In response, Mr. Handy argued that he set forth facts establishing Ms. Aldridge's participation in violating his constitutional rights, and that she was not entitled to quasi-judicial immunity. He further asserted he was not challenging the county court's order or its authority to impose conditions of release. Instead, he challenged "the house arrest rules, regulations, and policies of Denver and [Denver Pretrial Services]," which substantially burdened his constitutional rights by precluding him from associating with others and practicing his religion. ROA at 60. Mr. Handy claimed that Denver's "rules &regulations[] are not court imposed statutory release conditions, but are rules &regulations established by Denver and [Denver Pretrial Services], for the pretrial release program, in addition to statutor[y] release conditions." Id. at 61.


In reply, the defendants asserted that "by statute and administrative order, it is the court that determines the terms of maximum supervision. Under the statute establishing pretrial services, the court-through an order of the chief judge- approves the particular pretrial services plan," including levels of supervision under pretrial release. Id. at 78. They stated that Colorado's "Second Judicial District adopted the pretrial services plan establishing that level 5 maximum supervision includes, among other conditions, home confinement [and] electronic monitoring/surveillance." Id. (internal quotation marks omitted). "Thus, in approving maximum pretrial supervision for Mr. Handy, the court understood and intended such supervision to include the conditions in the guidelines adopted by the Second Judicial District." Id. The defendants further argued that because Ms. Aldridge was carrying out the county court's order, she was entitled to quasi-judicial immunity. They attached a copy of the Second Amended Chief Judge Administrative Order No. 16-01, which was issued by Michael A. Martinez as the Chief Judge of the Second Judicial District (the Administrative Order).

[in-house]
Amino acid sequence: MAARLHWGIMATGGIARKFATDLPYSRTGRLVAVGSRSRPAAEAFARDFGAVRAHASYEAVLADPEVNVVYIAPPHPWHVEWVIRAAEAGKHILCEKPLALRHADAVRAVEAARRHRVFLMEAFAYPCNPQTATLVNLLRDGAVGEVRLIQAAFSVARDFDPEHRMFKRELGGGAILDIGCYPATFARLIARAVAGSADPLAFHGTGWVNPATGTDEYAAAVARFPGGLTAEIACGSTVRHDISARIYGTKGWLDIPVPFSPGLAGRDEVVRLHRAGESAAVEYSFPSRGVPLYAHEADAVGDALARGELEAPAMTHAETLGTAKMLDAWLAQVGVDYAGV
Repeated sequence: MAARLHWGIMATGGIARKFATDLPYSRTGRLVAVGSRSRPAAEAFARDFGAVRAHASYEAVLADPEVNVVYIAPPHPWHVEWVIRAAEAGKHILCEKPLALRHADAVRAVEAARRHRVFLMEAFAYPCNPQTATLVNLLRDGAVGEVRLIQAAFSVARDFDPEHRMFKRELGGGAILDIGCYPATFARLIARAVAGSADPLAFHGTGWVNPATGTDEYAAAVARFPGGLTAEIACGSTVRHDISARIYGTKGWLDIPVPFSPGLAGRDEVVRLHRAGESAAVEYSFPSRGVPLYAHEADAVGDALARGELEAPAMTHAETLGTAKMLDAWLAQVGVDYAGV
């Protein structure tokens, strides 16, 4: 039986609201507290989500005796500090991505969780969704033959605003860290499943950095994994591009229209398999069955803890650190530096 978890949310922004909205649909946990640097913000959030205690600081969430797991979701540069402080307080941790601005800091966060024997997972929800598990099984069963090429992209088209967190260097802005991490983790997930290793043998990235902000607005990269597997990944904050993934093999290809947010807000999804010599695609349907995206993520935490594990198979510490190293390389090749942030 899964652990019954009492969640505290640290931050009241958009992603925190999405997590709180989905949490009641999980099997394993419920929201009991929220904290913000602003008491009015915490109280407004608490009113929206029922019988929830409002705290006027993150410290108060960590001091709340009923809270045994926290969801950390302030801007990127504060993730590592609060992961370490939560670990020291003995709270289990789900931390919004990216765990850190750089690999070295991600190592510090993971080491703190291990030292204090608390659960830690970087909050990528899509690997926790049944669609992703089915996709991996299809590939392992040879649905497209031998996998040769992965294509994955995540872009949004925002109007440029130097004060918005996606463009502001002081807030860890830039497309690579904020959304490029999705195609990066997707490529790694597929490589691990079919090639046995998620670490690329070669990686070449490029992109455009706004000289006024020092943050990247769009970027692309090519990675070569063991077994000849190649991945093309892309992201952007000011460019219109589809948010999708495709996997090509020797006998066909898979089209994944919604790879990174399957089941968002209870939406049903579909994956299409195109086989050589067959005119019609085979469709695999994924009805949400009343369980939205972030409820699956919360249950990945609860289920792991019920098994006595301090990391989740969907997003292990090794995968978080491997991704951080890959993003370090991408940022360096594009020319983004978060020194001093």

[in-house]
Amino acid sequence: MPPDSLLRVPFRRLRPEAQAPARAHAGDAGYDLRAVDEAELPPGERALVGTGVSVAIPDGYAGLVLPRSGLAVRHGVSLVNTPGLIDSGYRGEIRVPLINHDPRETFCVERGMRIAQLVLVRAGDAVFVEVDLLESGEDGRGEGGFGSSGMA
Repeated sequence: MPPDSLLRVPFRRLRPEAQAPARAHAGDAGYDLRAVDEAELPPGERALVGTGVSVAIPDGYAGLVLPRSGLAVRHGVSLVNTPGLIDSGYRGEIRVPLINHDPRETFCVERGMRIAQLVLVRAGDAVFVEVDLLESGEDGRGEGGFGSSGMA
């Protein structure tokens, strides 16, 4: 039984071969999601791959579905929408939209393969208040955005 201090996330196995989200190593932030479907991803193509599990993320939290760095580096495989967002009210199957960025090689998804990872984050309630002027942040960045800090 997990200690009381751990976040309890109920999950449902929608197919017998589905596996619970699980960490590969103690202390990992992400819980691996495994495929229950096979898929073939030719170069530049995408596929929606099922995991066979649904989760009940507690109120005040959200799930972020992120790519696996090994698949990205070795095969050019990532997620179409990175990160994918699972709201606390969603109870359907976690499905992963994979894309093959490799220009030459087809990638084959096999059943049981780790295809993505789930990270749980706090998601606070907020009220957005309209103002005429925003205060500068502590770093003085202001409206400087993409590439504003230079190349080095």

A magistrate judge recommended that the district court grant the motion to dismiss. He opined that Ms. Aldridge was entitled to quasi-judicial immunity because she was enforcing a court order when she denied Mr. Handy's requests to leave his uncle's house. He further opined that the City could not be held liable in the absence of a constitutional violation by one or more of its agents, which Mr. Handy could not establish because Ms. Aldridge was entitled to quasi-judicial immunity. The magistrate judge noted that Mr. Handy's complaint did not rely on


the Administrative Order, but he nonetheless opined that even if Mr. Handy's response were construed as a motion to amend his complaint, Mr. Handy could not state a claim based on the Administrative Order because it too was a judicial directive.

Mr. Handy filed timely objections. He also filed a motion to amend his complaint to allege that the Administrative Order was a policy and procedure that subjected the City to municipal liability.

The district court adopted the magistrate judge's recommendation, holding that Ms. Aldridge was entitled to quasi-judicial immunity and that Mr. Handy could not establish liability against the City because he could not establish a constitutional violation by any individual defendant because of quasi-judicial immunity. It also denied leave to amend, holding that amendment would be futile because the magistrate judge's recommendation had already considered the Administrative Order.